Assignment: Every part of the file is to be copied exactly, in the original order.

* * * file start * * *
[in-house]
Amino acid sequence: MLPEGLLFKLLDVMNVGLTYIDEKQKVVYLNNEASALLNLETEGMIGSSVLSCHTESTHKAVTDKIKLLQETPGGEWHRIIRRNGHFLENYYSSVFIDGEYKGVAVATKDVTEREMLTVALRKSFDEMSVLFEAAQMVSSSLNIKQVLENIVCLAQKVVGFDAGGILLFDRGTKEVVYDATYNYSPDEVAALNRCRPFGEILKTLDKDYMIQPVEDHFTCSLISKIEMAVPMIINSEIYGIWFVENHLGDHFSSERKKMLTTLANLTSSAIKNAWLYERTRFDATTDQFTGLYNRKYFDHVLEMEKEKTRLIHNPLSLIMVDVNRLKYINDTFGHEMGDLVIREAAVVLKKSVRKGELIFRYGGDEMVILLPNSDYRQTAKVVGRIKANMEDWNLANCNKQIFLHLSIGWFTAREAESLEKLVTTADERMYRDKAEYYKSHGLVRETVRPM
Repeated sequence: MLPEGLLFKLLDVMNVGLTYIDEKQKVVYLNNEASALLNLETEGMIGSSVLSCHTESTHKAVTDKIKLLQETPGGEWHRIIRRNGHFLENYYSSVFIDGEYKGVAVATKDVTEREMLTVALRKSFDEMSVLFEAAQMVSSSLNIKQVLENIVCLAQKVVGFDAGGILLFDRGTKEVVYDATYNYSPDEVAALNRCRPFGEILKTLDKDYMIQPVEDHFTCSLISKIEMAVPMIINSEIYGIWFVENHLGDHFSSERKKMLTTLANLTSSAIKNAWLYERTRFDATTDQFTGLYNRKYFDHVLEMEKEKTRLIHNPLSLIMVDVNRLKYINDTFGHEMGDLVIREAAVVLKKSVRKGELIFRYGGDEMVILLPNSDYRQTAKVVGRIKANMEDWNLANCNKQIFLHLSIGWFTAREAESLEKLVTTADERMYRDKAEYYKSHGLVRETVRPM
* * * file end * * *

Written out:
[in-house]
Amino acid sequence: MLPEGLLFKLLDVMNVGLTYIDEKQKVVYLNNEASALLNLETEGMIGSSVLSCHTESTHKAVTDKIKLLQETPGGEWHRIIRRNGHFLENYYSSVFIDGEYKGVAVATKDVTEREMLTVALRKSFDEMSVLFEAAQMVSSSLNIKQVLENIVCLAQKVVGFDAGGILLFDRGTKEVVYDATYNYSPDEVAALNRCRPFGEILKTLDKDYMIQPVEDHFTCSLISKIEMAVPMIINSEIYGIWFVENHLGDHFSSERKKMLTTLANLTSSAIKNAWLYERTRFDATTDQFTGLYNRKYFDHVLEMEKEKTRLIHNPLSLIMVDVNRLKYINDTFGHEMGDLVIREAAVVLKKSVRKGELIFRYGGDEMVILLPNSDYRQTAKVVGRIKANMEDWNLANCNKQIFLHLSIGWFTAREAESLEKLVTTADERMYRDKAEYYKSHGLVRETVRPM
Repeated sequence: MLPEGLLFKLLDVMNVGLTYIDEKQKVVYLNNEASALLNLETEGMIGSSVLSCHTESTHKAVTDKIKLLQETPGGEWHRIIRRNGHFLENYYSSVFIDGEYKGVAVATKDVTEREMLTVALRKSFDEMSVLFEAAQMVSSSLNIKQVLENIVCLAQKVVGFDAGGILLFDRGTKEVVYDATYNYSPDEVAALNRCRPFGEILKTLDKDYMIQPVEDHFTCSLISKIEMAVPMIINSEIYGIWFVENHLGDHFSSERKKMLTTLANLTSSAIKNAWLYERTRFDATTDQFTGLYNRKYFDHVLEMEKEKTRLIHNPLSLIMVDVNRLKYINDTFGHEMGDLVIREAAVVLKKSVRKGELIFRYGGDEMVILLPNSDYRQTAKVVGRIKANMEDWNLANCNKQIFLHLSIGWFTAREAESLEKLVTTADERMYRDKAEYYKSHGLVRETVRPM